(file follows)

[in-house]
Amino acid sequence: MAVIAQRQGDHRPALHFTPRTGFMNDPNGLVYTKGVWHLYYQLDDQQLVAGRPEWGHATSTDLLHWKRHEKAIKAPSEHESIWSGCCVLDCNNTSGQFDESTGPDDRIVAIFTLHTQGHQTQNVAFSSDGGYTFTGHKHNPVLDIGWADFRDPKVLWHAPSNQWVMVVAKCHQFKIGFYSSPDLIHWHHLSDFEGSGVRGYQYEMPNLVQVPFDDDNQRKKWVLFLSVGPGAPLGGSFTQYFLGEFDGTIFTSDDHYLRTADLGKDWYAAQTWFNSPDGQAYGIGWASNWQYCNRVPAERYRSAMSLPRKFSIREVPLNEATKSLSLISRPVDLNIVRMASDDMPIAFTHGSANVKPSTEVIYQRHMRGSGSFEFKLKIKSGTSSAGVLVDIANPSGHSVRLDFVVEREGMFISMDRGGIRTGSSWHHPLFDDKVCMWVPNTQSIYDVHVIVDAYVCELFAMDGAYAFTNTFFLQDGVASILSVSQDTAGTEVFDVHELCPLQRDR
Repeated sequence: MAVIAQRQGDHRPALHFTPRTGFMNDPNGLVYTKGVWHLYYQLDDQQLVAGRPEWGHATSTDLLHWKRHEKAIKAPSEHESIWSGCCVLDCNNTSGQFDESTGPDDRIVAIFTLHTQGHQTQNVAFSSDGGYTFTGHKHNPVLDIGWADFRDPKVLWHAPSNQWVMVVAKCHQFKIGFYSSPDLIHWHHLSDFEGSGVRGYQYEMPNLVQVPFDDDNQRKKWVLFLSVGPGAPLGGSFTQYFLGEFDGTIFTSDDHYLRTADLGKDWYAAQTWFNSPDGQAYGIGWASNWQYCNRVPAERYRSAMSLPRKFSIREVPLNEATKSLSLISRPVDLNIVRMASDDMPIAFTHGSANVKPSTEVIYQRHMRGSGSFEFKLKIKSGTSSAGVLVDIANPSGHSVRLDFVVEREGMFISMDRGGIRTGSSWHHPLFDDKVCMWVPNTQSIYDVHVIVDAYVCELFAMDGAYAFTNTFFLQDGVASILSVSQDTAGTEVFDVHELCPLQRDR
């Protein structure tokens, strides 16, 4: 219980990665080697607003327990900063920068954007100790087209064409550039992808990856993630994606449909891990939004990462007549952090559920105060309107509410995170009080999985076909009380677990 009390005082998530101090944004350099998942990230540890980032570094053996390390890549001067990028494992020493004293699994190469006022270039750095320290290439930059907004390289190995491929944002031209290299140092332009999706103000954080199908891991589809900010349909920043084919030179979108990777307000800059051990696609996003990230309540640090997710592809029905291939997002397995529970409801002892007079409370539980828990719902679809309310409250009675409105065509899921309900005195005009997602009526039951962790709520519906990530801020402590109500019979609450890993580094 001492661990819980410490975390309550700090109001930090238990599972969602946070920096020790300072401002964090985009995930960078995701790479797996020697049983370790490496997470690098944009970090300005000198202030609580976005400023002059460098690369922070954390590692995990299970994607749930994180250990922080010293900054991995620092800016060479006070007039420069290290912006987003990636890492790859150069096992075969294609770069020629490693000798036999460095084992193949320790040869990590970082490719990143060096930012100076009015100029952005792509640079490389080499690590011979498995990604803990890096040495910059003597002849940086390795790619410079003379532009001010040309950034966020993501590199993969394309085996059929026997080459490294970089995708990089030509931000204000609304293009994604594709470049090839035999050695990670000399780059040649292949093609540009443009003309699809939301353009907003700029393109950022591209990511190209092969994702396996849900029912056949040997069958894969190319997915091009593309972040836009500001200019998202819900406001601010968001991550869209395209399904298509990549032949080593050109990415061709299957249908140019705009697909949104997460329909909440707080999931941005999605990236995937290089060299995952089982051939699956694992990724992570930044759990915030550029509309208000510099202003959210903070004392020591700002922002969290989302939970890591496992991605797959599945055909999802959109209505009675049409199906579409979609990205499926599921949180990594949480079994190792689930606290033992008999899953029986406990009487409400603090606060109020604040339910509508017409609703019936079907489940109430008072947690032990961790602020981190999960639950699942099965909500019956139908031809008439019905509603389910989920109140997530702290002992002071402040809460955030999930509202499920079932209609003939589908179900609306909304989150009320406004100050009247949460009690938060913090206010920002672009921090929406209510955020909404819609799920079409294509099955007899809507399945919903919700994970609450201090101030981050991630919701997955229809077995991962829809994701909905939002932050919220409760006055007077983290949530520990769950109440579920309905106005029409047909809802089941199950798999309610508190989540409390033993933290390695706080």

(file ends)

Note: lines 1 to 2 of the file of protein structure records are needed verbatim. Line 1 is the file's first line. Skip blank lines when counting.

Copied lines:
[in-house]
Amino acid sequence: MAVIAQRQGDHRPALHFTPRTGFMNDPNGLVYTKGVWHLYYQLDDQQLVAGRPEWGHATSTDLLHWKRHEKAIKAPSEHESIWSGCCVLDCNNTSGQFDESTGPDDRIVAIFTLHTQGHQTQNVAFSSDGGYTFTGHKHNPVLDIGWADFRDPKVLWHAPSNQWVMVVAKCHQFKIGFYSSPDLIHWHHLSDFEGSGVRGYQYEMPNLVQVPFDDDNQRKKWVLFLSVGPGAPLGGSFTQYFLGEFDGTIFTSDDHYLRTADLGKDWYAAQTWFNSPDGQAYGIGWASNWQYCNRVPAERYRSAMSLPRKFSIREVPLNEATKSLSLISRPVDLNIVRMASDDMPIAFTHGSANVKPSTEVIYQRHMRGSGSFEFKLKIKSGTSSAGVLVDIANPSGHSVRLDFVVEREGMFISMDRGGIRTGSSWHHPLFDDKVCMWVPNTQSIYDVHVIVDAYVCELFAMDGAYAFTNTFFLQDGVASILSVSQDTAGTEVFDVHELCPLQRDR